Monday, September 24, 2012

Singer 127

I find this blog most useful as a record of what I have been up to - sewing, travels, knitting, hounds etc, and as such I use the blogroll (Must Reads) on the right hand side as my personal reading list.  It followed that as I was writing little notes to myself about my sewing machines that I should record them here (as I tend to lose little notes written to myself . . . .) so I thought that I would start with one of the vintage machines that I have acquired - a few photos, some historical details - so let me introduce you to my treadle machine:


From what I have been able to find on the internet, this is a 127, meaning that it is a full size machine.  The cabinet is in not bad shape although there is a piece of wood between the two drawers on the right that has come off.  The piece is in one of the drawers, so I will get hubby to mend that for me.  It is rather dusty though . . . .

I saw it advertised locally on KIJIJI and am very pleased with it.  It had been in a family for many years and I look forward to getting it up an running!

 I was most excited to find lots of buttons in the drawers . .


The machine also seems in good condition.  I have not seen any rust, but then it is very hard for anything to rust here in Alberta as it is so dry.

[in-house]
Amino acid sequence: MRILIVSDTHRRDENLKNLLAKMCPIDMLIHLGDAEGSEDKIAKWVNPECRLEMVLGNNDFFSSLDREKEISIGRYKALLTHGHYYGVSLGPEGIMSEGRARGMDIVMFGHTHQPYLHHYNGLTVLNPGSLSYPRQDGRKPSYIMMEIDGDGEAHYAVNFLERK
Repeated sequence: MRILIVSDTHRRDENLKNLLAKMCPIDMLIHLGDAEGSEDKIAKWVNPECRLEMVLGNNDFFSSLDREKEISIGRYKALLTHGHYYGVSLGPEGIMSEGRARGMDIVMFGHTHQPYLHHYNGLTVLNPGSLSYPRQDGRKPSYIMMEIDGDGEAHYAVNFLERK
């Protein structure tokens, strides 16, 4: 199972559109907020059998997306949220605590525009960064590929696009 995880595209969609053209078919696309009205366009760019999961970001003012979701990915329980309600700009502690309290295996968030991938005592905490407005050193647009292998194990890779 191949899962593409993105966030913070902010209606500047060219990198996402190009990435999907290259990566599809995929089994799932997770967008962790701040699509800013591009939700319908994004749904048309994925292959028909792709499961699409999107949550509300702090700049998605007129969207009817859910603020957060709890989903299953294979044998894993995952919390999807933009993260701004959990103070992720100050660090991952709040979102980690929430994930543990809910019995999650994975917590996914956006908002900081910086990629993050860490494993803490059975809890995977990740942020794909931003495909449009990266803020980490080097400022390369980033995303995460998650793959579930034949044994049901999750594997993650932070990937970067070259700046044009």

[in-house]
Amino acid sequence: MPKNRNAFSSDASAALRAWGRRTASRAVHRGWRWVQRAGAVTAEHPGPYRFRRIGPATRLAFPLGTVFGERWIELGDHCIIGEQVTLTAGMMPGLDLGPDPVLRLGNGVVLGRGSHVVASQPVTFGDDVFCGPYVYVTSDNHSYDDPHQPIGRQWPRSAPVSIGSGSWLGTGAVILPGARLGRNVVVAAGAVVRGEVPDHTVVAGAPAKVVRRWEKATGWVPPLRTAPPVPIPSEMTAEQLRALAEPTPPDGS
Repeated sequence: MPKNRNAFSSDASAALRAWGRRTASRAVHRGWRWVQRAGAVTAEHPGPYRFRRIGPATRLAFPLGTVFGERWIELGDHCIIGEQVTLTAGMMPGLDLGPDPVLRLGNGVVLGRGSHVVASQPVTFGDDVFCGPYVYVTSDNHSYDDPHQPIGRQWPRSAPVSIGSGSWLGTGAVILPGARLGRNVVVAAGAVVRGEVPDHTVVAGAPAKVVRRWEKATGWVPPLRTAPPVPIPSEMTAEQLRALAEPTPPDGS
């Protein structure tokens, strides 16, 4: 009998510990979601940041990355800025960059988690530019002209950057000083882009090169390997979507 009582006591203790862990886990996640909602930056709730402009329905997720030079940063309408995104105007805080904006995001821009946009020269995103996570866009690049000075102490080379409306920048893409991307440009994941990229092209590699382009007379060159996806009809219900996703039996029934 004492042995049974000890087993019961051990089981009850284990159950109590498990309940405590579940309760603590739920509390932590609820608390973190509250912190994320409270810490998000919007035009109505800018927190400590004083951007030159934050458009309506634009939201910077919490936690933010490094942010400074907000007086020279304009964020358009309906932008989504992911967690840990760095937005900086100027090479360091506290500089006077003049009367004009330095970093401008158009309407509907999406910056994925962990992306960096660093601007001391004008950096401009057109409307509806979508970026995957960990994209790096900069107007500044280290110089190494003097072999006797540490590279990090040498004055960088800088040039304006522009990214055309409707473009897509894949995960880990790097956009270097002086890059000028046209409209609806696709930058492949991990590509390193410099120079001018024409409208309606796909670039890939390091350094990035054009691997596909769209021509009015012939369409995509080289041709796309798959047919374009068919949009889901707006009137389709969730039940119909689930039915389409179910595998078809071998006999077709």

It came complete with the manual as well as various feet.


The serial number of JA731257 indicates that it was manufactured in 1924 in Clydebank, Scotland.  This is rather good to know as my mother was a Scot and a seamstress.  She would be tickled to know that I had this machine.  I remember her mother, my grandmother, using a treadle in the front room of the house when I was a child.  I have not been able to identify these decals yet, but they are rather beautiful interlocking hearts.
 

This photo reminds me of the posters that you see in the vets surgery that indicate whether your dog is underweight, overweight or just right.  Based upon this picture, I think my machine is underweight!!


A couple of the identifying features of a 127 are the twin slide plates - you can see them open on the picture above, and the long skinny shuttle known as a 'vibrating' shuttle.


And finally, here is the front drawer with some old wooden cotton reels.  I plan to empty the drawers and save all the goodies in glass jars in my studio.  (I used to have a sewing room, but I am currently auditioning the title 'Studio'!)

So there we have it.  A gorgeous piece of history that I look forward to getting to work, and using.  Then I guess the fun will start as I learn to 'treadle'!

The websites that I used for my research were:

Singer and ISMACS - for identifying serial numbers and this site to identify the model.

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